While the owner may not succeed with a lawsuit based on breach of warranty due to the limitations of the warranty clause, he may well succeed based on negligence or some other “theory of recovery” against the contractor. For this reason, the contractor must be concerned with the applicable statutes of limitations or repose related to construction in his state. In many states the contractor must also accept that it is not likely that he will be able to fully limit his liability based on express warranty clauses and disclaimers. These liability limiting devices may help, but they will not bar the owner from filing suit, nor will they ordinarily bar the owner from recovering damages in a situation where the defect in the work appeared much earlier than typically expected and was due to the negligence of the contractor or one of his subcontractors.
Latent Defect Claims: Factors To Consider
If you are ever faced with an alleged warranty defect or the threat of a lawsuit based on a latent defect, don’t assume that you can ignore it because the project was completed a long time ago. Also, if the house was sold to a subsequent owner, don’t assume that you no longer have any exposure because you did not contract with the current complainant. Instead, promptly investigate the owner’s complaint, document your investigation in writing, and contact an attorney who is familiar with the statutes relating to construction defects in your state. Factors to consider include the following:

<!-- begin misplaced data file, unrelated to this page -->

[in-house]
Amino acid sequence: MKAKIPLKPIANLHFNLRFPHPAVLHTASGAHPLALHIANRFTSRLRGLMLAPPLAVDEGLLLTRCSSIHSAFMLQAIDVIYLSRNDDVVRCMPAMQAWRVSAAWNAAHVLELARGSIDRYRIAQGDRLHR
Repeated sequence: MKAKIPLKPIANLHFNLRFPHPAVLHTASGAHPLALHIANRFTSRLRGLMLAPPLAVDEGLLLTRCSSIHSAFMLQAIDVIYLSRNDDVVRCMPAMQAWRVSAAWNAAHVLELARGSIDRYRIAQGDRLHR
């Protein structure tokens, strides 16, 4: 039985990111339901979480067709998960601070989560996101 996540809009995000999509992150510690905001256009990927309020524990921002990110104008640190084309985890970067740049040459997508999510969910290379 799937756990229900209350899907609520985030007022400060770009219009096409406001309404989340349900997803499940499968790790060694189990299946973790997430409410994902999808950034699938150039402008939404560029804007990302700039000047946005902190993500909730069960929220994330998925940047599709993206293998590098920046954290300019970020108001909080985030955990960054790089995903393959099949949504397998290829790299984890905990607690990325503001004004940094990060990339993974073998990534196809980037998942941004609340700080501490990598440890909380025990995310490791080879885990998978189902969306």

• Is the person claiming the defect the party you contracted with to perform the work or is he a subsequent purchaser of the property?
• Did you build and sell the house to the person alleging the defect or just build or remodel the house for the person alleging the defect?
• Were you the contractor and the designer, or did the owner furnish you with plans to follow in constructing the project? Is the alleged defect due to design errors?
• Does your comprehensive general liability insurance cover a portion of the alleged damages or provide legal defense coverage? When faced with a lawsuit or arbitration demand where the owner is seeking more than several thousand dollars, you should first consider submitting the action to your insurance agent for defense coverage. In many instances, the claim will trigger your defense coverage and your carrier will pay all or most of your legal fees related to the legal action. Discuss this with your local attorney immediately.
• Did your contract expressly limit your liability for the type of defect being claimed? Does your state law allow you to contractually limit your liability in this situation?
• Do state or federal warranty laws (e.g., Magnuson Moss Warranty Act) govern the alleged defect?
• Is the defect patent or latent?
• How many years have elapsed since substantial completion or final permit sign-off of the project?